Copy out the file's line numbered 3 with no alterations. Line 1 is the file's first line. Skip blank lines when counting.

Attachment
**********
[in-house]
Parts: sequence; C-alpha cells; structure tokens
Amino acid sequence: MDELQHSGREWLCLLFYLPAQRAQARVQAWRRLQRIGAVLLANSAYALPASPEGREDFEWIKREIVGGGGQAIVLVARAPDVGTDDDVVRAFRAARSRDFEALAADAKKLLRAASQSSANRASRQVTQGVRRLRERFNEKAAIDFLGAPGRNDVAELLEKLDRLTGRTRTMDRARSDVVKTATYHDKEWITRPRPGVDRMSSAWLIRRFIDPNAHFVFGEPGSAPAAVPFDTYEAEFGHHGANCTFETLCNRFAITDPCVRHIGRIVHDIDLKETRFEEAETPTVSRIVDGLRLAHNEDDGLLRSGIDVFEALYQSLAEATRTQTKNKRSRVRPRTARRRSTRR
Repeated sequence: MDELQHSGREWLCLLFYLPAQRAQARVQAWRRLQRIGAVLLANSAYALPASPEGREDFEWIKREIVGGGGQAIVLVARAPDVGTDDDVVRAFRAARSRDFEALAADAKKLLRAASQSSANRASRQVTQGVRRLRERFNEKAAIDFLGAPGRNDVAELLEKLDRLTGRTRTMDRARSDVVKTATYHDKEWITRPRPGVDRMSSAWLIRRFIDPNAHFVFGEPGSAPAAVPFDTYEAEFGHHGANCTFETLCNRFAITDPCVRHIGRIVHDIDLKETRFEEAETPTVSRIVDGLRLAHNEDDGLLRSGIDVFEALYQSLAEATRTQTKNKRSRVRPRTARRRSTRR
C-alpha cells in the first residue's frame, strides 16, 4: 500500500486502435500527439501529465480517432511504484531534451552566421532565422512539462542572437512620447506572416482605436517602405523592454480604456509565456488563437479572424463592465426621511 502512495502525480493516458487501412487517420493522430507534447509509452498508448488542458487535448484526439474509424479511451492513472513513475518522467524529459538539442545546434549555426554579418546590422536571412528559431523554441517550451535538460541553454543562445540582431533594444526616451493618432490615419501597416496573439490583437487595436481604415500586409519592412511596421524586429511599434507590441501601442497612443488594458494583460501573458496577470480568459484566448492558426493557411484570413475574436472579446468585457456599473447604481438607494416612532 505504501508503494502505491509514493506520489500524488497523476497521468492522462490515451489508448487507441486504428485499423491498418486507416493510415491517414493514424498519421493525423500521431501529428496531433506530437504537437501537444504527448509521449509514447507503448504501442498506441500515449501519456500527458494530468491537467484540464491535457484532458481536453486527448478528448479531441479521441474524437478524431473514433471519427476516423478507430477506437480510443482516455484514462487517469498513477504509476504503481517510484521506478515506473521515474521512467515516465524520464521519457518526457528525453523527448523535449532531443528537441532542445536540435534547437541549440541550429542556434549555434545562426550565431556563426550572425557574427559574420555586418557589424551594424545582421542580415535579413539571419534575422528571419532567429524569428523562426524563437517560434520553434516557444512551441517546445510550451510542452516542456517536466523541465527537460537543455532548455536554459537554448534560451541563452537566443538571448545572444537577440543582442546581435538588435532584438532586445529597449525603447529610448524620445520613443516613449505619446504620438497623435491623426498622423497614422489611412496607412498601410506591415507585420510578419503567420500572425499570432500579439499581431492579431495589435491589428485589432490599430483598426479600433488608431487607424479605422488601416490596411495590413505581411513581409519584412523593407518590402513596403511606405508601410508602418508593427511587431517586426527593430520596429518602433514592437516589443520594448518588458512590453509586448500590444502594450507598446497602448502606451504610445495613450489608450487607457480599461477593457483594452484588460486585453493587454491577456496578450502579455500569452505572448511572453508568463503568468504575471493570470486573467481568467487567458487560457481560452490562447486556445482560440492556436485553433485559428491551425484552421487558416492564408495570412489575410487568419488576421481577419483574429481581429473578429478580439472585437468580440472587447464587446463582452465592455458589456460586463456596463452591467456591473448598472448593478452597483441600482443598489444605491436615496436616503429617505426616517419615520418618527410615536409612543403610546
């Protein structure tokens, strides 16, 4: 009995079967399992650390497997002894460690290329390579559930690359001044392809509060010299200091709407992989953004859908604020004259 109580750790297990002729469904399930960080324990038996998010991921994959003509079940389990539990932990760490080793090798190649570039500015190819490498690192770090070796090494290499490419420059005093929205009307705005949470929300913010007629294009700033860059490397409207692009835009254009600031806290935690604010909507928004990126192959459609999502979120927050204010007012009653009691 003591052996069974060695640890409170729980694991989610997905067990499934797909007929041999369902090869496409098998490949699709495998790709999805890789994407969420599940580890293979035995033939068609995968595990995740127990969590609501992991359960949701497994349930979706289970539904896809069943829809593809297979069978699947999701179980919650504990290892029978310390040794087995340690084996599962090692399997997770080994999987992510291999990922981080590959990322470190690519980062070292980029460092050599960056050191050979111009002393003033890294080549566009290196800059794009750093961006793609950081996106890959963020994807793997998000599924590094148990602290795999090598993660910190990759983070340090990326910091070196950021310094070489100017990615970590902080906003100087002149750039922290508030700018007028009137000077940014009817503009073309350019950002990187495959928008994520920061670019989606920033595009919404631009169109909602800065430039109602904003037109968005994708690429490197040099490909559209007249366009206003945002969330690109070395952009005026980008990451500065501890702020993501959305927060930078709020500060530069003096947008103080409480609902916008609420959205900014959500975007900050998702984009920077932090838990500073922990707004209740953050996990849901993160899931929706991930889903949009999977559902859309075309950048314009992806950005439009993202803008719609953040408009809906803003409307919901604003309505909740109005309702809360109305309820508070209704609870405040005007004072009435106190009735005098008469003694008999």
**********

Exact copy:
Amino acid sequence: MDELQHSGREWLCLLFYLPAQRAQARVQAWRRLQRIGAVLLANSAYALPASPEGREDFEWIKREIVGGGGQAIVLVARAPDVGTDDDVVRAFRAARSRDFEALAADAKKLLRAASQSSANRASRQVTQGVRRLRERFNEKAAIDFLGAPGRNDVAELLEKLDRLTGRTRTMDRARSDVVKTATYHDKEWITRPRPGVDRMSSAWLIRRFIDPNAHFVFGEPGSAPAAVPFDTYEAEFGHHGANCTFETLCNRFAITDPCVRHIGRIVHDIDLKETRFEEAETPTVSRIVDGLRLAHNEDDGLLRSGIDVFEALYQSLAEATRTQTKNKRSRVRPRTARRRSTRR